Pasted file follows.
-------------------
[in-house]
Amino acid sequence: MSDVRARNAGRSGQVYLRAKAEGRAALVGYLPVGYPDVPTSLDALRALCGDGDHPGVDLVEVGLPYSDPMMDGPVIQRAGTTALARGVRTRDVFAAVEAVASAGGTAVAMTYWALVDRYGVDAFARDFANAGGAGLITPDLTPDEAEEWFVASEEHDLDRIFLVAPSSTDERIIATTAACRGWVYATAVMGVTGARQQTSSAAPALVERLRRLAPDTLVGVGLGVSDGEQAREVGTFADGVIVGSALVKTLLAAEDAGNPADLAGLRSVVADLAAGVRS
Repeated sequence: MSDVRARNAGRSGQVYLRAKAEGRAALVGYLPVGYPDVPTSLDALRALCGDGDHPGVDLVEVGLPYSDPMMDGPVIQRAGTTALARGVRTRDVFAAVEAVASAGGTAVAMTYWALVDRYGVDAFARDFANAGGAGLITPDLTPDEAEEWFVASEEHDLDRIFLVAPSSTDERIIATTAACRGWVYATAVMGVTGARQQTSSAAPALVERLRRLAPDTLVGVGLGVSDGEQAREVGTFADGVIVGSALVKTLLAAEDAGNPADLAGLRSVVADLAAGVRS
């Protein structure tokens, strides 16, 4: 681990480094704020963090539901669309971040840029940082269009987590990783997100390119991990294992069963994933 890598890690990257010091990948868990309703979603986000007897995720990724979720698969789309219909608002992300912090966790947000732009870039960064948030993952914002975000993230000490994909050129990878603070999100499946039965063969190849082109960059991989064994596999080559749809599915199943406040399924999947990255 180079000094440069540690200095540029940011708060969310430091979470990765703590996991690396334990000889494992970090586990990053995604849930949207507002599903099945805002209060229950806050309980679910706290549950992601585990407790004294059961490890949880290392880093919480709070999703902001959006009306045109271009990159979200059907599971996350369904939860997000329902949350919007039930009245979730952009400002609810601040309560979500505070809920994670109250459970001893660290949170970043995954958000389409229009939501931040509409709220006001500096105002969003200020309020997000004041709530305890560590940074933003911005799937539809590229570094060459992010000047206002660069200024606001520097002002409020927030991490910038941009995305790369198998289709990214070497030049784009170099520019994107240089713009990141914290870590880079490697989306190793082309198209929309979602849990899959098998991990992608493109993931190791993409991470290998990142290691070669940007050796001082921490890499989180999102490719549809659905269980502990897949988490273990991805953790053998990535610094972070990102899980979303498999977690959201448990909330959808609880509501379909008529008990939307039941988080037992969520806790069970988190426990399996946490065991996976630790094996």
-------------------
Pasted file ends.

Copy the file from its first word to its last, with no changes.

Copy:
[in-house]
Amino acid sequence: MSDVRARNAGRSGQVYLRAKAEGRAALVGYLPVGYPDVPTSLDALRALCGDGDHPGVDLVEVGLPYSDPMMDGPVIQRAGTTALARGVRTRDVFAAVEAVASAGGTAVAMTYWALVDRYGVDAFARDFANAGGAGLITPDLTPDEAEEWFVASEEHDLDRIFLVAPSSTDERIIATTAACRGWVYATAVMGVTGARQQTSSAAPALVERLRRLAPDTLVGVGLGVSDGEQAREVGTFADGVIVGSALVKTLLAAEDAGNPADLAGLRSVVADLAAGVRS
Repeated sequence: MSDVRARNAGRSGQVYLRAKAEGRAALVGYLPVGYPDVPTSLDALRALCGDGDHPGVDLVEVGLPYSDPMMDGPVIQRAGTTALARGVRTRDVFAAVEAVASAGGTAVAMTYWALVDRYGVDAFARDFANAGGAGLITPDLTPDEAEEWFVASEEHDLDRIFLVAPSSTDERIIATTAACRGWVYATAVMGVTGARQQTSSAAPALVERLRRLAPDTLVGVGLGVSDGEQAREVGTFADGVIVGSALVKTLLAAEDAGNPADLAGLRSVVADLAAGVRS
């Protein structure tokens, strides 16, 4: 681990480094704020963090539901669309971040840029940082269009987590990783997100390119991990294992069963994933 890598890690990257010091990948868990309703979603986000007897995720990724979720698969789309219909608002992300912090966790947000732009870039960064948030993952914002975000993230000490994909050129990878603070999100499946039965063969190849082109960059991989064994596999080559749809599915199943406040399924999947990255 180079000094440069540690200095540029940011708060969310430091979470990765703590996991690396334990000889494992970090586990990053995604849930949207507002599903099945805002209060229950806050309980679910706290549950992601585990407790004294059961490890949880290392880093919480709070999703902001959006009306045109271009990159979200059907599971996350369904939860997000329902949350919007039930009245979730952009400002609810601040309560979500505070809920994670109250459970001893660290949170970043995954958000389409229009939501931040509409709220006001500096105002969003200020309020997000004041709530305890560590940074933003911005799937539809590229570094060459992010000047206002660069200024606001520097002002409020927030991490910038941009995305790369198998289709990214070497030049784009170099520019994107240089713009990141914290870590880079490697989306190793082309198209929309979602849990899959098998991990992608493109993931190791993409991470290998990142290691070669940007050796001082921490890499989180999102490719549809659905269980502990897949988490273990991805953790053998990535610094972070990102899980979303498999977690959201448990909330959808609880509501379909008529008990939307039941988080037992969520806790069970988190426990399996946490065991996976630790094996």